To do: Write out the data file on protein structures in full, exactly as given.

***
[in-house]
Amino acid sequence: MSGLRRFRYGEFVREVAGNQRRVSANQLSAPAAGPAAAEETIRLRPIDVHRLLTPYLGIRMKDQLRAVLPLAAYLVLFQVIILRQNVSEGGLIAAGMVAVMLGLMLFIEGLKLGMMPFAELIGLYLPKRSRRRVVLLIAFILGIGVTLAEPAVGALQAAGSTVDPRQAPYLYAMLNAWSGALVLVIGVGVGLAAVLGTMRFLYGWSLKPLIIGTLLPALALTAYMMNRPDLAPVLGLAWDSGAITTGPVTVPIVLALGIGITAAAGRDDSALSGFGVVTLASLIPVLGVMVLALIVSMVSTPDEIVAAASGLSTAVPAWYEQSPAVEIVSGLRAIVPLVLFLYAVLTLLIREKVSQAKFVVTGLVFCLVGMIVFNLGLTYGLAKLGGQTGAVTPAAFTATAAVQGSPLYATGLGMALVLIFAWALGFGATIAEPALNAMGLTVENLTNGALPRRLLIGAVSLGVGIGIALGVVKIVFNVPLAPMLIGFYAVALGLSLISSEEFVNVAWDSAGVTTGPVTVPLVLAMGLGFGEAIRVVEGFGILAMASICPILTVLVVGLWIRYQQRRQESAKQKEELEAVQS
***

[in-house]
Amino acid sequence: MSGLRRFRYGEFVREVAGNQRRVSANQLSAPAAGPAAAEETIRLRPIDVHRLLTPYLGIRMKDQLRAVLPLAAYLVLFQVIILRQNVSEGGLIAAGMVAVMLGLMLFIEGLKLGMMPFAELIGLYLPKRSRRRVVLLIAFILGIGVTLAEPAVGALQAAGSTVDPRQAPYLYAMLNAWSGALVLVIGVGVGLAAVLGTMRFLYGWSLKPLIIGTLLPALALTAYMMNRPDLAPVLGLAWDSGAITTGPVTVPIVLALGIGITAAAGRDDSALSGFGVVTLASLIPVLGVMVLALIVSMVSTPDEIVAAASGLSTAVPAWYEQSPAVEIVSGLRAIVPLVLFLYAVLTLLIREKVSQAKFVVTGLVFCLVGMIVFNLGLTYGLAKLGGQTGAVTPAAFTATAAVQGSPLYATGLGMALVLIFAWALGFGATIAEPALNAMGLTVENLTNGALPRRLLIGAVSLGVGIGIALGVVKIVFNVPLAPMLIGFYAVALGLSLISSEEFVNVAWDSAGVTTGPVTVPLVLAMGLGFGEAIRVVEGFGILAMASICPILTVLVVGLWIRYQQRRQESAKQKEELEAVQS